Once a customary ingredient in Boston baked beans recipes, baking soda alleviates the effects of gas-producing sugars present in beans by raising the pH of the water. The higher pH helps to soften the cellulose in the bean's cells walls, so the beans are easier to digest. It also ensures the beans are thoroughly tender by the time you serve them.
Pre-Cooking the Beans: First Method
Before cooking any type of bean, sort through them and remove any shriveled beans and debris. In a colander, rinse the beans under cold water. Soak 1 pound of dried beans in enough cold water to cover by 1 inch for a minimum of four hours or overnight. Drain the beans in a colander. Bring 10 cups of water to a boil in a large pot. Add the beans and a 1/2 teaspoon of baking soda to the pot. Return to a boil, cover the pot, and boil over medium heat for 15 minutes. Drain and rinse the beans in a colander.
Pre-Cooking the Beans: Second Method
Add 1 pound of dried beans to a large pot along with 1 tablespoon of baking soda and enough water to cover the beans by 1 inch. Bring the beans and water to a boil, cover and cook for 45 minutes. Drain and rinse the beans in a colander. Discard the water. Transfer the beans to a 2 1/2- to 3-quart bean pot, Dutch oven or casserole dish.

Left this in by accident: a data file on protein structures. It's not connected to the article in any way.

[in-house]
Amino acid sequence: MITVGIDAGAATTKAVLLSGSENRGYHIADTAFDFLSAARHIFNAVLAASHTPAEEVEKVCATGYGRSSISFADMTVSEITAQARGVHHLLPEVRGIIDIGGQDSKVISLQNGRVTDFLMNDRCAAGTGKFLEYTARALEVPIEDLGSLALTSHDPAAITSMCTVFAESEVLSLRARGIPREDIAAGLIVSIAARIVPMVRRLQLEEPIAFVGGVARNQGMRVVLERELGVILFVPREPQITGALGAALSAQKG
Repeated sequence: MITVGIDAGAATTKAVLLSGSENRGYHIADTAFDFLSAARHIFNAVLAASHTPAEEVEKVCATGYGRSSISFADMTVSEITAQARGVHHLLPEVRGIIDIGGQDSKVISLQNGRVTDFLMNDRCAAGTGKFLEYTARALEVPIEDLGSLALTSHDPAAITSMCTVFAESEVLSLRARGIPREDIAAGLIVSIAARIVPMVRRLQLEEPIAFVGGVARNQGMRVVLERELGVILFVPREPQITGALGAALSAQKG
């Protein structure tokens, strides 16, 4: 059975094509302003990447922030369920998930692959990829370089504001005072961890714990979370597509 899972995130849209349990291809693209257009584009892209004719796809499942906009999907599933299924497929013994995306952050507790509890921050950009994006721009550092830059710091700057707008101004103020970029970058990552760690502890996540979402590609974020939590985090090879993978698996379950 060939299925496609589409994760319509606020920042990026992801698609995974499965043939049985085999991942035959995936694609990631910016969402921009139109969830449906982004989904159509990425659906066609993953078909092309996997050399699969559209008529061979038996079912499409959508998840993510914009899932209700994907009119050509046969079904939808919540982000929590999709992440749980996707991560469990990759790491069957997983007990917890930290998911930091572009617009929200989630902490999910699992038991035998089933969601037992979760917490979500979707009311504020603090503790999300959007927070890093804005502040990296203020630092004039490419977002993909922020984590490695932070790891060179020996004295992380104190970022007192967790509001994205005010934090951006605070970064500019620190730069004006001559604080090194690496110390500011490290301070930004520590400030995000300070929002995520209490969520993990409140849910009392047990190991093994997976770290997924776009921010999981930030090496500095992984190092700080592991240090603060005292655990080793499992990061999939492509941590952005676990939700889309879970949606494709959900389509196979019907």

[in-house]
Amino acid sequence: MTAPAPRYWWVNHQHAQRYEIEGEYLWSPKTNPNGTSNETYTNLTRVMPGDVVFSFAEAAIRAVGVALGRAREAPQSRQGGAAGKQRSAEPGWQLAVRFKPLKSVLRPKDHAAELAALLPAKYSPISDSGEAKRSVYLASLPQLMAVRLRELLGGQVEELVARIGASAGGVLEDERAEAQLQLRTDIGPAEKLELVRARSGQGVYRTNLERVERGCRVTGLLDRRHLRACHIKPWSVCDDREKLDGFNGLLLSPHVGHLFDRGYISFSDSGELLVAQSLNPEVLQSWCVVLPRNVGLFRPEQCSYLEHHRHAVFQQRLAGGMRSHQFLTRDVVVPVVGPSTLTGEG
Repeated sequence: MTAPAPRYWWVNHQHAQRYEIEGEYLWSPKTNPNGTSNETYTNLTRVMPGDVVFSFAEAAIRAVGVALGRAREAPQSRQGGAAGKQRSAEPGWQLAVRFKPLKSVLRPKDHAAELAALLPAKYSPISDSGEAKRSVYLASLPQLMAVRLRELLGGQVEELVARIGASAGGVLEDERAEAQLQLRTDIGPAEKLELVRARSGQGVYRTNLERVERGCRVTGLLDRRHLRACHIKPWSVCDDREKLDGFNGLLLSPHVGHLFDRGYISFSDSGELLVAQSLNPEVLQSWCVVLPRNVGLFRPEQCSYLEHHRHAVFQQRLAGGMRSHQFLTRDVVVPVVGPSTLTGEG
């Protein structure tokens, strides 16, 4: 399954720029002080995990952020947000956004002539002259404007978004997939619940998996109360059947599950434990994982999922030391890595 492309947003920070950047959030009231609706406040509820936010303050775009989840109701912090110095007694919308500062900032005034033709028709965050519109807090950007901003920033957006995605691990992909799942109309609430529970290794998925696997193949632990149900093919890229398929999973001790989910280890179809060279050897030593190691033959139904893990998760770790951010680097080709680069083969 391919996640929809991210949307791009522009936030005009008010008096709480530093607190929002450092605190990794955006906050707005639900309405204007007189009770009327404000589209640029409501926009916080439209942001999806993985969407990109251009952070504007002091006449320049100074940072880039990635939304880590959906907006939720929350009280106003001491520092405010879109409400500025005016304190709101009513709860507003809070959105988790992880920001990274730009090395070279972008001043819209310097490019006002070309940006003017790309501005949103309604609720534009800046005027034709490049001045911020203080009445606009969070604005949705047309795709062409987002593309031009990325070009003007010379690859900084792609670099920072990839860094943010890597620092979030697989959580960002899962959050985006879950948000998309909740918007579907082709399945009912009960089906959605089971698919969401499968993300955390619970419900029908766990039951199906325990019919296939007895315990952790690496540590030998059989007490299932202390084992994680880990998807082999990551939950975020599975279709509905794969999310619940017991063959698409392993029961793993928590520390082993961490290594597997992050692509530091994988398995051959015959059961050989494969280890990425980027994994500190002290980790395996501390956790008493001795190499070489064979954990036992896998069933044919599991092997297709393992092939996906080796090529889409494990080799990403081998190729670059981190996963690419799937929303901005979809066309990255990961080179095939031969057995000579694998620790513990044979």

Flavoring the Beans
Traditional core ingredients of a Boston baked beans recipe include light or dark brown sugar, molasses, dry mustard, salt, pepper, onion and salt pork. You can use bacon or ham instead of salt pork. For a Vermont twist, replace half of the molasses with maple syrup. Contribute bright flavor notes with splashes of vinegar and rum added to the beans toward the end of the cooking time. Aromatics, such as garlic and bay leaf, lend still more depth of flavor. To make vegetarian Boston baked beans, omit the salt pork and add a stick of butter and 1 teaspoon of of dried summer or winter savory herb. For vegan beans, add 1 teaspoon of vegan Worcestershire sauce and 1/4 pound of faux ham.
Basic Boston Baked Beans
In a bowl, mix all the ingredients except the salt pork and the onion. Combine with the beans and transfer the mixture to a bean pot, Dutch oven or casserole dish. Place the onion in the center of the beans. Pour in enough boiling water to cover the beans by 1/2 inch, stirring gently. Push the salt pork down into the beans, allowing part of it to protrude above the surface. Bake the beans at 300 degrees Fahrenheit for six to eight hours, or until they're tender and the liquid has reduced to a thick glaze. If you're using a bean pot or Dutch oven, bake the beans uncovered, or lightly covered with foil if using a casserole dish. Check the beans hourly. Add any acids, such as vinegar or rum, at the three-hour mark. Remove the whole onion before serving.
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